Great loss is often followed by overwhelming despondency. Those who lose loved ones often experience this kind of debilitating grief. They feel as if their hearts were ripped out. Everything in life becomes more painful and difficult.
This kind of feeling visits us when faced with severe circumstances beyond our control. When a loved one is suffering without hope of cure, or a marriage is ending and all efforts to save it have failed, people often experience disabling grief.
An ancient proverb says, “A man’s spirit sustains him in sickness, but a crushed spirit who can bear?” (Proverbs 18:14).
Life can be sad. Certain types of emotional or physical losses drain the joy and beauty out of life. We can find ourselves asking questions that seem to have no answers. We feel like we are going through the motions just to make it through a day.
When loneliness and hopelessness become traveling companions, there is a feeling that no one understands.
Sometimes we’re not ready to receive comfort because our wounds are too tender. We need time. But life requires that we press on. So we go through our days as emotionless machines. We do what must be done, but the simple joys and pleasures are gone. It is as if someone stole our spirit. Emptiness, distance and detachment become the norm. Broken hearts and crushed spirits are hard to heal.
Where can we find hope and healing when feeling crushed under the weight of unspeakable pain?
As time passes, we must allow ourselves to recieve comfort and healing. Sometimes God uses people with similar experiences to help us. We should be grateful for all who sympathize and do their best to understand, but those who have endured similar grief are uniquely equipped to comfort. We can always find someone who has endured comparable loss and pain. We can also always find those who have suffered more than us.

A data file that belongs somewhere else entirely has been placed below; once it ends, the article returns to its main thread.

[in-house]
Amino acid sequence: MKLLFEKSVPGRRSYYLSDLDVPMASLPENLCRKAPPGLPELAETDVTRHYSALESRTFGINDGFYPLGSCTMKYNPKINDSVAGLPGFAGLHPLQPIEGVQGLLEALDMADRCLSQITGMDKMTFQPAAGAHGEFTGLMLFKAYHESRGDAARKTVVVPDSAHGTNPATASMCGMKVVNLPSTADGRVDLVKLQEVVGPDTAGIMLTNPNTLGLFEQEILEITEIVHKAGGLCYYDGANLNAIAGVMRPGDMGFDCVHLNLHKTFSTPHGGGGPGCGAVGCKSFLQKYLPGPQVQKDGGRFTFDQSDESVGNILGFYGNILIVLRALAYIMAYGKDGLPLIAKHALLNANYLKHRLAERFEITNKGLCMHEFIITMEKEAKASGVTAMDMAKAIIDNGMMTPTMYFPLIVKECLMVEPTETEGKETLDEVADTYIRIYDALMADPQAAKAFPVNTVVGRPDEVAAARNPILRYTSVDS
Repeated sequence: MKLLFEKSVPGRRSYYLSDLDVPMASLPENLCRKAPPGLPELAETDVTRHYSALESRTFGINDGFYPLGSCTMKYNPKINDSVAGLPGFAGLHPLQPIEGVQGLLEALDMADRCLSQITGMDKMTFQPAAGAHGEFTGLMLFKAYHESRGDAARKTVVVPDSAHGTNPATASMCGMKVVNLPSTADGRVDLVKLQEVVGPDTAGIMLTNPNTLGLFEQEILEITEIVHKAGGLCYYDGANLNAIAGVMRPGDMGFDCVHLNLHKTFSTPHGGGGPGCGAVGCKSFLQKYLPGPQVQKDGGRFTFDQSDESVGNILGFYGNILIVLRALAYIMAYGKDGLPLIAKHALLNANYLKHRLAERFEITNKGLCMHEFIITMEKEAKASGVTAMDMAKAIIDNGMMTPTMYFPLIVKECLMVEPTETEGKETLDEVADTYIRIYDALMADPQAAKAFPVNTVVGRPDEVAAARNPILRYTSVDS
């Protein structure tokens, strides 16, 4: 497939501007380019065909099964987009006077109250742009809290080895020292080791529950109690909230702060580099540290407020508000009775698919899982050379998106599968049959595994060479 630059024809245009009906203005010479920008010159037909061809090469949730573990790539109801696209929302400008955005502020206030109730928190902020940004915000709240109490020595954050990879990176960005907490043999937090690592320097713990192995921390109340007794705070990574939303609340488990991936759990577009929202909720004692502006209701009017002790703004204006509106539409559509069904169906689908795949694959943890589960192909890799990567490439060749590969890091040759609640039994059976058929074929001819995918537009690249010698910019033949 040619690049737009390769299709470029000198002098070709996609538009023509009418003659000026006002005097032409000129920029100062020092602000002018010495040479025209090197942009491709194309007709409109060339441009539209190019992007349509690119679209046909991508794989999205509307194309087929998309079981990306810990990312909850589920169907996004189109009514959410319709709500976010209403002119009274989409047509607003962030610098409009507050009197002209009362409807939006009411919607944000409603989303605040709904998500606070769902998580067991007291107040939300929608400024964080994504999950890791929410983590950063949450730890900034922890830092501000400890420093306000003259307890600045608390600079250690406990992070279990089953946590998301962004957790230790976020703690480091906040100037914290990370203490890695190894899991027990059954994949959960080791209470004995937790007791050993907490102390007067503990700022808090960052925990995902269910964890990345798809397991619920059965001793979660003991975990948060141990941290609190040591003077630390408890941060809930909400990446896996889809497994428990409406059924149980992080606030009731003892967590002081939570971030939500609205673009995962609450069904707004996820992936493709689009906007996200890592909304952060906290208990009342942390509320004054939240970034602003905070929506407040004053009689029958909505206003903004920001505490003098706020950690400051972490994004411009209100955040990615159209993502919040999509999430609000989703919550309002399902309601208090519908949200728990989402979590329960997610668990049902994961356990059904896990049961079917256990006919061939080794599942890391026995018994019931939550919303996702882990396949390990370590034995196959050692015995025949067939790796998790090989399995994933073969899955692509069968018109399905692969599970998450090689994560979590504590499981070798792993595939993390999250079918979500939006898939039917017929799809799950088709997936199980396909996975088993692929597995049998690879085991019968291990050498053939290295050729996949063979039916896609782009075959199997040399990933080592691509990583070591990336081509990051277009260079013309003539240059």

A big question sufferers struggle with is how God relates to their suffering. Many find it difficult to turn to God. In the midst of pain and loss, they don’t understand God. Sometimes they feel angry at God for allowing them or someone they love to suffer. Suffering people question God’s love and power. God seems distant and unconcerned. Their outlook toward God is clouded by unanswered questions, doubts and feelings of resentment.
Unfortunately, this alienation from God only multiplies suffering because it cuts off the greatest source of comfort. God knows what it is like to suffer and feel great loss. Scripture refers to him as “the Father of compassion and the God of all comfort” (II Corinthians 1:3).
As hard as it may be to understand, God knows how it feels to suffer. More than that, the one who became our Savior suffered unspeakably. He is able to help us when we suffer (see Hebrews 2:18). If you are suffering, and feel that no one understands, I invite you to turn to the God who knows what it feels like to suffer. He invites you to come to Him, through his Son, Jesus Christ (I Timothy 2:3-6).
Receive God’s love and comfort and refuse to allow yourself to become bitter toward the only lasting source of hope and healing.
See also: Overcoming Discouragement